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Multidiscip Respir Med. 2011 Oct 31;6(5):291-8. doi: 10.1186/2049-6958-6-5-291.

Does asthma control as assessed by the asthma control test reflect airway inflammation?

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  • 1Celal Bayar University Medical Faculty, Department of Pulmonary Diseases, Manisa, Turkey.



The treatment of asthmatic patients is particularly focused on the control of symptoms as well as functional and inflammatory parameters. In our study, we investigated the relationship between the asthma control test (ACT) which evaluates symptoms and airway inflammation and functional parameters.


Stable asthmatic patients admitted to our pulmonary outpatient clinic were enrolled in the study consecutively and underwent the ACT, pulmonary function tests and methacholine bronchial provocation test (MBPT). Additionally, fractional exhaled nitric oxide level (FeNO) and induced sputum cell distribution were assessed. All these parameters were re-evaluated at the third month after adjusting medications of the patients according to baseline ACT scores.


Of the 101 patients screened, we analyzed 83 who proceeded to the follow up visit. At the baseline visit, 8 were totally controlled, 36 partially controlled and 39 uncontrolled according to ACT. At the follow up visit, 10 were totally controlled, 39 partially controlled and 34 uncontrolled. Comparison of the two visits in terms of all parameters revealed significant reductions only in the percentages of patients with MBPT positivity (p = 0.029) and FeNO levels > 20 ppb (p = 0.025) at follow up. The percentages of patients with FeNO > 20 ppb, MBPT positivity, induced sputum eosinophilia or induced sputum neutrophilia did not show significant differences between totally controlled, partially controlled and uncontrolled groups at both baseline and follow up visits.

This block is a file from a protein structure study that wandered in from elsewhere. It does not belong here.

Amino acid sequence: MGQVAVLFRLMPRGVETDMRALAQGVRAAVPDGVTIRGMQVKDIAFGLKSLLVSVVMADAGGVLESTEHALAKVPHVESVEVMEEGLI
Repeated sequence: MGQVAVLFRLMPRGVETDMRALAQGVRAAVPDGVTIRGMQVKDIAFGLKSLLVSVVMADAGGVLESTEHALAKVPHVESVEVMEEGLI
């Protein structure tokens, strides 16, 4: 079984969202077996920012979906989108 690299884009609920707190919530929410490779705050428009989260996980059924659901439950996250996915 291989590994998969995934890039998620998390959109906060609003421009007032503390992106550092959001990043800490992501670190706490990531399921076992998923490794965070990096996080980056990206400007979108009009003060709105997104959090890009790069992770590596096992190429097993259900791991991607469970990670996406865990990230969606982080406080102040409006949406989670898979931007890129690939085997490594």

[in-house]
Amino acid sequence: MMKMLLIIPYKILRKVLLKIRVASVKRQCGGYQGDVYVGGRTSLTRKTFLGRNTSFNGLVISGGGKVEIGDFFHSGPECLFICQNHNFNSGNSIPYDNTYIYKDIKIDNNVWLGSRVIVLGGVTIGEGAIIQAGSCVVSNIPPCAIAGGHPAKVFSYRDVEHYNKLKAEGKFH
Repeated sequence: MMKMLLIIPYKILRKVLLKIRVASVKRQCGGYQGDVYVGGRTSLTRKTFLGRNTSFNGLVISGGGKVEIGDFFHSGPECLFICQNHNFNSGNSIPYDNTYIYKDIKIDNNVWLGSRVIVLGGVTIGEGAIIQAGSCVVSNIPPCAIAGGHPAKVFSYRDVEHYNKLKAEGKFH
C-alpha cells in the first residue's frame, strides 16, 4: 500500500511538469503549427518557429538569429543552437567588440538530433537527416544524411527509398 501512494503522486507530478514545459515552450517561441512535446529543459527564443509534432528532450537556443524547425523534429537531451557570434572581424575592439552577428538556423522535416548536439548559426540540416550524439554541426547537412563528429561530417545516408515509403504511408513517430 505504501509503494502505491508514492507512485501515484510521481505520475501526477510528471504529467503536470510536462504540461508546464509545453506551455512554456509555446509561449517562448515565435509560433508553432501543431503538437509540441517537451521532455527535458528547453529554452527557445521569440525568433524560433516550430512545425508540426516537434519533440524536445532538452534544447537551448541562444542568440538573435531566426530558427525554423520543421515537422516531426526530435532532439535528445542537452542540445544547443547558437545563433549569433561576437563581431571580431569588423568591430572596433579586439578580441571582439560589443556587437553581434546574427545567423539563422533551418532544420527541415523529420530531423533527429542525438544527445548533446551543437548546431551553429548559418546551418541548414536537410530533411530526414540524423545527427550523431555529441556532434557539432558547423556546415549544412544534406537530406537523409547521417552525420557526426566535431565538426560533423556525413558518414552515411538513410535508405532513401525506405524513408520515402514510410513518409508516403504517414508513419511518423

Although the ACT scores did not show significant correlations with the airway inflammation parameters tested in this study, a marked reduction in the percentage of patients with MBPT positivity and FeNO > 20 ppb at follow up may suggest the importance of the control concept in the management of asthma.

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